Bouchard-Taylor study deserves a fair chance

So our advice to everyone involved is to accept the commission as a good-faith effort to deal with vexing problems, to turn down the volume and the heat, to speak civilly and try to listen respectfully.

Accommodements - Commission Bouchard-Taylor

Quebec's commission studying "reasonable accommodation" of minorities is running into a range of criticism as it begins the public phase of its work. That's unfortunate. This is a project so important that we simply cannot afford for it to be scuttled or hijacked.
In February, when Premier Jean Charest announced the awkwardly named Commission de consultation sur les pratiques d'accommodement reliées aux différences culturelles, the idea won wide approval. With an election on the horizon, it seemed prudent to lift the issue, with all its sensitivities, out of the realm of partisan point-scoring. And most people thought it was fine to name respected academics Gérard Bouchard and Charles Taylor as co-chairpersons: the first an expert on Quebec identity, the other a learned student of the place of faith in modern society.
But now that the election is over, the realities of routine daily cultural friction remain, and the commission is beginning to see what it expected to see: profound anxiety on the part of Quebec's old-stock francophone majority. That the commission and its leaders have already been denounced and berated strikes us as a manifestation of that anxiety, and not a helpful one. As our poll results on Page B1 suggest, this anxiety is far from universal, but it is more than big enough.

The mandate Charest gave the two wise men included formulating "recommendations to the government to ensure that accommodation practices conform to the values of Quebec society as a pluralistic, democratic, egalitarian society." In other words, he asked, who should carry the burden of adjusting to whom? And how?
The commissioners say candidly that they chose to "perceive the debate on reasonable accommodation as the symptom of a more basic problem concerning the sociocultural integration model established in Quebec since the 1970s. This perspective calls for a review of interculturalism, immigration, secularism and the theme of Quebec identity." Perhaps imprudently, they staked out a position from the start: Their job, they've been telling anyone who will listen, is to find ways to encourage the majority to be supple and to open up to the minority.
You could hardly expect anything different from liberal (we do not say Liberal) professors. But this approach has generated some nasty backlash: Letter-to-the-editor writers and talk-show callers have little interest in reaching out to minorities, and evidently would prefer getting those minorities to take up hockey, Tim Hortons and baked ham at the cabane à sucre.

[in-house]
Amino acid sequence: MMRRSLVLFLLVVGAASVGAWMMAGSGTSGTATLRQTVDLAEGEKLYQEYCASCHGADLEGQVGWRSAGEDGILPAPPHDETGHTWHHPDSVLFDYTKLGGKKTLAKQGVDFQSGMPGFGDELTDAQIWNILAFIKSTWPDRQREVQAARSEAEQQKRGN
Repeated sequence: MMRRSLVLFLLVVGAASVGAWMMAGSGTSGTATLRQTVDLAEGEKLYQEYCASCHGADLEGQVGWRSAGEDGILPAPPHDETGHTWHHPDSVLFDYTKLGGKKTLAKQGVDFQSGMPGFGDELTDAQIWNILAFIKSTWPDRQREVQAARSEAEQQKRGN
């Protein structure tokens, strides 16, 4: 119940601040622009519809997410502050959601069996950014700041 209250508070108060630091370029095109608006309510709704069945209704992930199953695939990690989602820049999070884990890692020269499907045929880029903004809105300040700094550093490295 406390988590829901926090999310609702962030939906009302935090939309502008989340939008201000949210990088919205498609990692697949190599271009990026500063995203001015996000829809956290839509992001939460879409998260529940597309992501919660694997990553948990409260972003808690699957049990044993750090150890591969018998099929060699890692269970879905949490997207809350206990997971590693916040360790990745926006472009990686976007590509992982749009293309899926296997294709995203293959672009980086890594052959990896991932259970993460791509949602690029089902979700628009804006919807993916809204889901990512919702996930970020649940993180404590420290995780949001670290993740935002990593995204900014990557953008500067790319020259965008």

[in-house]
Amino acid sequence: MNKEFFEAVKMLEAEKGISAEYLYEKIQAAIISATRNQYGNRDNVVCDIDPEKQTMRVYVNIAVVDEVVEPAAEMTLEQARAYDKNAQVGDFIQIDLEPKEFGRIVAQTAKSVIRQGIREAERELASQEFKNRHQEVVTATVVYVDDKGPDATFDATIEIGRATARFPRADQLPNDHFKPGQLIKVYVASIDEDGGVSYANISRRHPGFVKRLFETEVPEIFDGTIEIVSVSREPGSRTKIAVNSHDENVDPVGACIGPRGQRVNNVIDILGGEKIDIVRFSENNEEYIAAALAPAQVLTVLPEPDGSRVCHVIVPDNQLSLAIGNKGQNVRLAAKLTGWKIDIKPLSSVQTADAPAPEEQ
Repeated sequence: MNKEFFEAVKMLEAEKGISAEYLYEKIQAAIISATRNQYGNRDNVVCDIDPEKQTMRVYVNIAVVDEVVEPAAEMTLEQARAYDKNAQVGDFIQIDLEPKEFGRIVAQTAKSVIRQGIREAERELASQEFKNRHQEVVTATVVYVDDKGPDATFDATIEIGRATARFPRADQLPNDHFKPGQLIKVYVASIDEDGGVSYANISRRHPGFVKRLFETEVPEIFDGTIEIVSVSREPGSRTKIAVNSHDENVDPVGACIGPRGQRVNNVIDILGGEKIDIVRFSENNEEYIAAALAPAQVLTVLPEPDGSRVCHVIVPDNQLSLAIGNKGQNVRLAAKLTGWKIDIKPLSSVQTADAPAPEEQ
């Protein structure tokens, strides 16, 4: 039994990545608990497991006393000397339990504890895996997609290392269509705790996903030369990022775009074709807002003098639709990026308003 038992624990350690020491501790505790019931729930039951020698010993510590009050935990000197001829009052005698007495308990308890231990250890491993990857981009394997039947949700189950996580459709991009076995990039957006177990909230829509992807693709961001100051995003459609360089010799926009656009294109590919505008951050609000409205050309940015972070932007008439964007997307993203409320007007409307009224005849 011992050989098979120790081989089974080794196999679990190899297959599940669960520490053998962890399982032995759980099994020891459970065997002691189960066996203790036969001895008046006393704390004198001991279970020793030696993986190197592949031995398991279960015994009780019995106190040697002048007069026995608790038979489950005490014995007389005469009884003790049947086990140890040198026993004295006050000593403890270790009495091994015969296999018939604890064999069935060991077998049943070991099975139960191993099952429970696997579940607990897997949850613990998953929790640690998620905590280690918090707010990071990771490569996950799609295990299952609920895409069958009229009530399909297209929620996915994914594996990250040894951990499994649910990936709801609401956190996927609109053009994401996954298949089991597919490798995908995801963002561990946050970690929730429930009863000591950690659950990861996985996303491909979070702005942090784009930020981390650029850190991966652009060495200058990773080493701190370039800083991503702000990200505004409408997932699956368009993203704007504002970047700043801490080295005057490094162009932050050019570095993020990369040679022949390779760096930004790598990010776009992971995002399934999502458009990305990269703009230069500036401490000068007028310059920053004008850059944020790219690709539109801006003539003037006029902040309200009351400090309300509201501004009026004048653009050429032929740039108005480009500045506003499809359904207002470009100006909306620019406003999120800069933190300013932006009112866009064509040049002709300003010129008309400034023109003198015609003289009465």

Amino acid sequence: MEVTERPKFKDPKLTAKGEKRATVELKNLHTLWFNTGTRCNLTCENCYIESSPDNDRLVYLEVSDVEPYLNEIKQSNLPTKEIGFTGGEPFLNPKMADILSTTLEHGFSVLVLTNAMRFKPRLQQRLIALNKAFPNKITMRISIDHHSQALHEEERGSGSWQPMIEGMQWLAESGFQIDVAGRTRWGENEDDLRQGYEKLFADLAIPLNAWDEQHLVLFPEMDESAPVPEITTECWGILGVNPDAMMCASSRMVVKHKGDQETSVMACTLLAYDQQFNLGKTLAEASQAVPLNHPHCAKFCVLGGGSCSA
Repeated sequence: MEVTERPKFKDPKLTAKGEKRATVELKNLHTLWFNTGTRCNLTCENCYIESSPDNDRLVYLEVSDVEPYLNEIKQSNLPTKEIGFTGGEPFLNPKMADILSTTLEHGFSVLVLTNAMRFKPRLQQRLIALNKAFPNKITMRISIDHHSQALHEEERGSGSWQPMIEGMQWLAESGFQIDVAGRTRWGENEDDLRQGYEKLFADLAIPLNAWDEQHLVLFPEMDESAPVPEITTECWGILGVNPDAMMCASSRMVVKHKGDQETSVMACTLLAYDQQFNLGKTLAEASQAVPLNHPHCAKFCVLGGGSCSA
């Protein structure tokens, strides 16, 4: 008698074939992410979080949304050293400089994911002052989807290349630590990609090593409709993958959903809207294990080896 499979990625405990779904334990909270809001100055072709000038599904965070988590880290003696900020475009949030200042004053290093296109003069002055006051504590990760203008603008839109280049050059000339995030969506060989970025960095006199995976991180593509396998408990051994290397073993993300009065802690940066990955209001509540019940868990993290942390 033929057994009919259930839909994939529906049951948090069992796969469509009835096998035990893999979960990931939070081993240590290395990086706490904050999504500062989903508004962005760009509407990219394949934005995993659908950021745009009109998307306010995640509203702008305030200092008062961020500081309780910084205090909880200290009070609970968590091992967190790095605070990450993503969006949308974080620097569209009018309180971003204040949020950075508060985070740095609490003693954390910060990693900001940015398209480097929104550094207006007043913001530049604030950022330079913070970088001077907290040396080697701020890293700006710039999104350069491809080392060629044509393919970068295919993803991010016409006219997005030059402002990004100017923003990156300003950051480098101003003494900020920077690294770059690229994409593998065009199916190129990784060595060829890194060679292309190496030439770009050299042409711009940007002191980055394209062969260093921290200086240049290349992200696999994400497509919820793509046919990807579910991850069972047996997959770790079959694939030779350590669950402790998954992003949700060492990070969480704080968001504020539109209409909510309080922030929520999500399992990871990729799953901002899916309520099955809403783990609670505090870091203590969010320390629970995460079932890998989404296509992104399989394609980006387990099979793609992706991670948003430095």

Meanwhile, many in minority communities - even francophone ones, we are told - have grown anxious about the majority's anxiety. Some see the whole exercise as "by whites and for whites," in the words of May Chiu, a former Bloc Québécois candidate. And now Le Journal de Montréal's generally sensible columnist Richard Martineau is campaigning against Taylor because he accepted the $1.6 million Templeton Prize, which is awarded by a foundation to someone working "to expand human perceptions of divinity."
Chiu's criticism is correct in part. The Bouchard-Taylor commission, and the reasonable-accommodation issues that led to it, truly are in large part a discussion within the francophone majority. (Anglophones, as an audible if not visible minority, are in an ancillary role.) But what else could this debate be? It is not just the long-running debate between cultural groups in microcosm. It is instead a debate, or a quest for consensus, on the part of the majority.
And yet there is an important part in this process for minority input, not only to express their concerns but also to acknowledge and try to defuse the angst of the majority. Minority groups would be foolish to snub the commission. Do they expect a fairer hearing on the talk shows?
The criticism of Taylor seems misplaced. This is, after all, about the role of religion in society. A central tenet of Taylor's thinking, as we understand it, is that neither secular nor spiritual values will serve us well by themselves. He's plainly the right man for this task. What credibility, after all, could religious minorities give to a commission headed only by proselytizers for secularism?

Finally, surely what Quebec needs is a comprehensive approach to all questions of accommodation, one based in a full understanding of our society and demographics.
Perhaps Bouchard and Taylor were unwise to say so bluntly, but it does seem that the majority is overestimating the risks society faces from immigrant diversity.
Certainly more can and should be done about integrating newcomers, but expecting them to abandon central elements of their identity is simply divorced from reality. Muslim girls wearing hijabs as they play soccer alongside vielle-souche francophones: What's so wrong with that?
So our advice to everyone involved is to accept the commission as a good-faith effort to deal with vexing problems, to turn down the volume and the heat, to speak civilly and try to listen respectfully.
There's no way back to the 18th century, thank God (so to speak) so we're all going to have to live together in this time and place. Let's talk calmly together.

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